• The Wall Street Journal: The Nucleus of the Digital Age

• The Guardian:  Turing’s Cathedral by George Dyson – review

“Mr Cerf” – Vint Cerf talks to Leo Laporte on Triangulation

I love listening to Vint Cerf talk – he is the type of representative that the technology industry needs more of.  Several years back now I had the chance to attend a lunchtime Q and A session with him  and I liked the level of thought he put into his responses.  So I was very pleased when two recent interviews with him came up…

Mini review: “The Second Machine Age” by Erik Brynjolfsson and Andrew McAfee (audiobook version)



This is essentially an updated and re-written version of the authors’ earlier book Race Against The Machine, although it has a much more positive outlook on technology and the future it will shape.

The book highlights three things that are contributing to the increasing influence of machines:

  • exponential growth in the capabilities of computer hardware (and the subsequent lower cost of providing a digital service)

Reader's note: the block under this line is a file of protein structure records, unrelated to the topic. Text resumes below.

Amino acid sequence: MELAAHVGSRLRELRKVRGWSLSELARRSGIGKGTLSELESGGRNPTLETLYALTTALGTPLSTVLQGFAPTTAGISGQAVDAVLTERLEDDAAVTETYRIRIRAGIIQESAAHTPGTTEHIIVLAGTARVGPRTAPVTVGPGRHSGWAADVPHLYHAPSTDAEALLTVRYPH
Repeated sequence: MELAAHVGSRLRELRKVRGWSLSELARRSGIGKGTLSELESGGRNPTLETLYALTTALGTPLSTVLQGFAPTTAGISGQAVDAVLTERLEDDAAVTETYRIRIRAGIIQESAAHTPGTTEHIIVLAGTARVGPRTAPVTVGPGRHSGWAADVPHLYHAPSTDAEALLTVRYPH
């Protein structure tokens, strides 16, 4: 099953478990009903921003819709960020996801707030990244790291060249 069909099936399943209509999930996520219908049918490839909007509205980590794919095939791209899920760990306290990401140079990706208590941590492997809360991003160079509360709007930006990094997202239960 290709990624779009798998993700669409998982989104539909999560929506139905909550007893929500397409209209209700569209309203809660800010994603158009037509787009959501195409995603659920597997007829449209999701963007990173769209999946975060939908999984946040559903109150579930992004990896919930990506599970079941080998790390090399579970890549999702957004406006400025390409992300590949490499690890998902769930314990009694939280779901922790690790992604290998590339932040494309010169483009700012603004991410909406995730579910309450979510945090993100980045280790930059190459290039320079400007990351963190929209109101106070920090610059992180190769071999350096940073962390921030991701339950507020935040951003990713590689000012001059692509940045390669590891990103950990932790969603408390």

• more and more aspects of life are becoming digital and this will continue
  • combinatorial forces (taking existing technologies and putting them together in new ways).

The authors excel when they look at how existing technological change has economically affected different people and how the situation has altered over time.  Amongst other things, it explains why some people can become incredibly (obscenely) rich whilst others will no longer be able to escape their original economic class and improve their economic situation.  They successfully give the impression that they have carefully looked at the evidence and come to reasonable conclusions.

They also offer some tips on how to “race with the machines”.  Sometimes a human working in conjunction with a machine can achieve a better result than a computer simply replacing a human.

A comment about the narration on the audiobook version: what you have here is a bog standard American doing a distinctly average job of conveying the content of the book.  It achieves nothing more.  Any attempt to try a different accent or pronounce foreign words totally fails.  It seems to me that this is the de-facto voice used to appeal to American businessmen, but I’m sure that other narrators could do a much better job.  Good narration can add so much.  They should have gone for a narrator who is used to doing fiction to bring this book alive.  There are many valuable points and arguments made here, so the publishers should make it as accessible as possible.

IBM’s 5 in 5 for 2013: Five innovations that will change our lives in the next five years

Areas covered this year…

• Personalised learning

• Buying locally (mixing online intelligence with brick-and-mortar stores)

• Personalised Cancer treatment

• Digital security

• Future cities

• IBM: The 5 in 5